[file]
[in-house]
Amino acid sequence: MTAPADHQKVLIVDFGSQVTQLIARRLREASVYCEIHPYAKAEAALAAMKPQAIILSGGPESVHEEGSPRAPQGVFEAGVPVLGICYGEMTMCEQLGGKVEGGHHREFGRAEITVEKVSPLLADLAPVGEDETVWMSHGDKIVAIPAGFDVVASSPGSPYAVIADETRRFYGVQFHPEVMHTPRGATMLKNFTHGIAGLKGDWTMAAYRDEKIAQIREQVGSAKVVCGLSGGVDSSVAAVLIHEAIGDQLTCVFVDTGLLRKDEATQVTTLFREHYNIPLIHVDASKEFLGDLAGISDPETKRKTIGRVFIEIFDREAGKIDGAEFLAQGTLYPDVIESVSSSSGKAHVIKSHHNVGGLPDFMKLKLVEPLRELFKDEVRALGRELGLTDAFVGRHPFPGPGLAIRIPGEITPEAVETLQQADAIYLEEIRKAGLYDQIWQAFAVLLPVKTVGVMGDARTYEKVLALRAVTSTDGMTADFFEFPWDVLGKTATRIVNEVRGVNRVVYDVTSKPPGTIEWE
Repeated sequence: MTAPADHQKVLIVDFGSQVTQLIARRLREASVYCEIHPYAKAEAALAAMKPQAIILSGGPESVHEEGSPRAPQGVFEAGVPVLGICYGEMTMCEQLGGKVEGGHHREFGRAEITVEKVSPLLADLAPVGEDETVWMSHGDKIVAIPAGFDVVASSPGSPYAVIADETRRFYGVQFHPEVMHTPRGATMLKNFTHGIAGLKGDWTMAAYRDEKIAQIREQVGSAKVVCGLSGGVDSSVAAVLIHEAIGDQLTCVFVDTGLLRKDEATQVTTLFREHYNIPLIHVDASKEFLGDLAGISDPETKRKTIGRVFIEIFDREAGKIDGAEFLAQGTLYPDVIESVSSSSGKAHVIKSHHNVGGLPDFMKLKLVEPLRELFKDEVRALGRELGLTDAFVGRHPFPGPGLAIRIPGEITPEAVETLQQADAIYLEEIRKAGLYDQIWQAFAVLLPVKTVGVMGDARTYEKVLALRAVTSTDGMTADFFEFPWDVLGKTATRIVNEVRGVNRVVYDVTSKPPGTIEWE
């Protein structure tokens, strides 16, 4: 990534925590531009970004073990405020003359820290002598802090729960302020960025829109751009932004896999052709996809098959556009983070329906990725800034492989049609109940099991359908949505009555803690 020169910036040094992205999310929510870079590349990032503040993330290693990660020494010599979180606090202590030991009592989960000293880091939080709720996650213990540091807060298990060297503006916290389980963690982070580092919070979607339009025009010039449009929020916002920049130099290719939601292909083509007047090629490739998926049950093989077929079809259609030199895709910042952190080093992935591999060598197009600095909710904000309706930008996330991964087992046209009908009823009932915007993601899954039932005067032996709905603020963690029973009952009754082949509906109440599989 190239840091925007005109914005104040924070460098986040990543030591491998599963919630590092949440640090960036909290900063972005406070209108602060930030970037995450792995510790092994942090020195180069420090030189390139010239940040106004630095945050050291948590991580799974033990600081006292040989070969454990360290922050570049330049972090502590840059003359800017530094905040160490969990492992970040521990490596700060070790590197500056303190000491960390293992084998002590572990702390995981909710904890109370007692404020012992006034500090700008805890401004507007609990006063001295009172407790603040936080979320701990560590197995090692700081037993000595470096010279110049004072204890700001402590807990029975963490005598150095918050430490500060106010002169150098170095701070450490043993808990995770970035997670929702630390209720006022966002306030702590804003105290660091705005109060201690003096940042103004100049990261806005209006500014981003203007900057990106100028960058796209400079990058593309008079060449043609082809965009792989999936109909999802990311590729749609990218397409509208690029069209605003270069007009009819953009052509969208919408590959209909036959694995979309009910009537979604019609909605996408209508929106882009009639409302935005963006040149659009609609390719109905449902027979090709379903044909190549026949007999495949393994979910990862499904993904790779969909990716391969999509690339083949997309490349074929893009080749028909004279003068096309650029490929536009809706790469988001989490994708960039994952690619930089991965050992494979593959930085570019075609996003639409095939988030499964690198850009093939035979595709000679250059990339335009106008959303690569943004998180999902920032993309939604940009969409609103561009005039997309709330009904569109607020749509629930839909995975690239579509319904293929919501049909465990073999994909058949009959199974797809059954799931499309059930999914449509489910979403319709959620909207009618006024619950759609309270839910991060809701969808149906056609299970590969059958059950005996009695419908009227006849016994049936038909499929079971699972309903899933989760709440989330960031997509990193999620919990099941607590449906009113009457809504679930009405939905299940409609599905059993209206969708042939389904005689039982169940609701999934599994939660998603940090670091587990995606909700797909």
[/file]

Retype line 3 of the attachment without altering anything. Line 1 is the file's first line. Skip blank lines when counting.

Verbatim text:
Repeated sequence: MTAPADHQKVLIVDFGSQVTQLIARRLREASVYCEIHPYAKAEAALAAMKPQAIILSGGPESVHEEGSPRAPQGVFEAGVPVLGICYGEMTMCEQLGGKVEGGHHREFGRAEITVEKVSPLLADLAPVGEDETVWMSHGDKIVAIPAGFDVVASSPGSPYAVIADETRRFYGVQFHPEVMHTPRGATMLKNFTHGIAGLKGDWTMAAYRDEKIAQIREQVGSAKVVCGLSGGVDSSVAAVLIHEAIGDQLTCVFVDTGLLRKDEATQVTTLFREHYNIPLIHVDASKEFLGDLAGISDPETKRKTIGRVFIEIFDREAGKIDGAEFLAQGTLYPDVIESVSSSSGKAHVIKSHHNVGGLPDFMKLKLVEPLRELFKDEVRALGRELGLTDAFVGRHPFPGPGLAIRIPGEITPEAVETLQQADAIYLEEIRKAGLYDQIWQAFAVLLPVKTVGVMGDARTYEKVLALRAVTSTDGMTADFFEFPWDVLGKTATRIVNEVRGVNRVVYDVTSKPPGTIEWE